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The administrator of the Division of Criminal Investigation (DCI) also serves as the State Fire Marshal. Special Agents and the Special Agent in Charge assigned to the Office of the State Fire Marshal report to the Arson Bureau director, who manages the Office of the State Fire Marshal. As Deputy State Fire Marshals, the special agents use the scientific method to conduct investigations of fires and explosions for origin and cause. Deputy State Fire Marshals classify fire events as accidental, natural, incendiary or undetermined. Fire classifications may be used for assignment of responsibility, reporting purposes and compilation of statistics. Accidental fires involve those that do not involve an intentional human act. Natural fire causes involve fires without direct human intervention, such as fires resulting from lightning, wind or an earthquake. Incendiary fires are intentionally ignited fires in which the person setting the fire knows the fire should not be ignited. When the cause of a fire cannot be proven at an acceptable level of certainty, it is classified as undetermined. Use of the term suspicious is not an accurate description of a fire cause. Suspicious refers to a level of proof or level of certainty. Fires in which the level of certainty is possible or suspected, but not confirmed, are classified as undetermined.
Deputy State Fire Marshals use various methods to document and further investigations. They interview complainants, suspects and witnesses to develop information and collect evidence from fire scenes. Once all the facts of the case are gathered and reviewed, the case is submitted to the local district attorney for possible prosecution of arson or associated crimes. If the decision is made to prosecute a case, the assigned Deputy State Fire Marshal works closely with the prosecutor. Deputy State Fire Marshals must qualify as an expert witness in the area of fire science in a court of law for each case they testify in. In addition, many cases that the Fire Marshal's Office deals with are linked to other crimes such as fraud or homicide.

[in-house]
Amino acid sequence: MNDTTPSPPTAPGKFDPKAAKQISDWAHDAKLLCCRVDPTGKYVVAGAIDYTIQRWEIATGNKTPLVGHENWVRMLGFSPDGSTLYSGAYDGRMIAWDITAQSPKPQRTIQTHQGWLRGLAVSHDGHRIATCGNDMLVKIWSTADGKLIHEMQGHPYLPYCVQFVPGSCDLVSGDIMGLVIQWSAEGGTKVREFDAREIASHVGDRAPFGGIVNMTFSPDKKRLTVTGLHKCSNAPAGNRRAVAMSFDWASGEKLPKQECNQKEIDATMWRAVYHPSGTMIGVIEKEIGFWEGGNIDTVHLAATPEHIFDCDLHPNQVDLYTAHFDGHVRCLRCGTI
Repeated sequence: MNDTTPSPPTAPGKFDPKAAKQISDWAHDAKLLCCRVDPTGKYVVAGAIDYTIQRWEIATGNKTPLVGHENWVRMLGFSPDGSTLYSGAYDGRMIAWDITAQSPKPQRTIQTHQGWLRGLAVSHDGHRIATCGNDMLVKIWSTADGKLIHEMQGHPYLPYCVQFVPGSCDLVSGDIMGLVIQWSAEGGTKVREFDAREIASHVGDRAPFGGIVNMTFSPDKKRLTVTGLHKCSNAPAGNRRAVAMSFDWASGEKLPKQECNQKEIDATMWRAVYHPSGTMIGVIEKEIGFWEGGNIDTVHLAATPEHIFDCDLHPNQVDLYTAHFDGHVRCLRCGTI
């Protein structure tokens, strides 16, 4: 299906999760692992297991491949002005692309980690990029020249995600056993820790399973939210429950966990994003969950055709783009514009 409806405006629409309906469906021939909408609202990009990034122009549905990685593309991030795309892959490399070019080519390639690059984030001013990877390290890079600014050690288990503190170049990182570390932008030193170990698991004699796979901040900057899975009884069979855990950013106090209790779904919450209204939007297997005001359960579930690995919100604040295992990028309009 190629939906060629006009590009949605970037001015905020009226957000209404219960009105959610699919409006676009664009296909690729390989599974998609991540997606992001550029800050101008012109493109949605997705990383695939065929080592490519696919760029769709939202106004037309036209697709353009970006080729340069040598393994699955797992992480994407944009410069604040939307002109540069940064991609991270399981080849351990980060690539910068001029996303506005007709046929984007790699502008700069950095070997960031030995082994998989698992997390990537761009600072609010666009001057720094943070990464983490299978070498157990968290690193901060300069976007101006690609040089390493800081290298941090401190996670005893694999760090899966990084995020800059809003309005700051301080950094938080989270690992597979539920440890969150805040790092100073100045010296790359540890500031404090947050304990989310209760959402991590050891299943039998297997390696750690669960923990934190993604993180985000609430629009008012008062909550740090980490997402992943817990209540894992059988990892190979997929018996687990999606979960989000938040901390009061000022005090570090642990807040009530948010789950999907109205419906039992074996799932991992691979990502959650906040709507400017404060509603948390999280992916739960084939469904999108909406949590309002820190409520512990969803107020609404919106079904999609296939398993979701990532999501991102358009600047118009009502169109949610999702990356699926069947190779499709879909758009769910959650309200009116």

Because of the complexities found in fire investigations, Deputy Fire Marshals work daily with all types of professionals including law enforcement agencies and fire departments throughout the State of Wisconsin and the Bureau of Alcohol, Tobacco, Firearms and Explosives. Fire investigations are collaborative and often lengthy ensuring compliance with current investigative standards.
The Office of the State Fire Marshal has one ignitable liquid detection canine, trained to alert in areas of fires that may contain potential accelerants. The K-9 and handler, certified by the Bureau of Alcohol, Tobacco, Firearms and Explosives, are used by agents and local law enforcement officers during their investigations.
The State Fire Marshal does not have responsibility for building codes or fire statistics (see instead Wisconsin Department of Safety and Professional Services) or fire fighter training (see instead Wisconsin Technical Colleges).
For information about National fire statistics, please see the U.S. Fire Administration’s website http://www.usfa.fema.gov/statistics/
Contact Information for the Arson Bureau: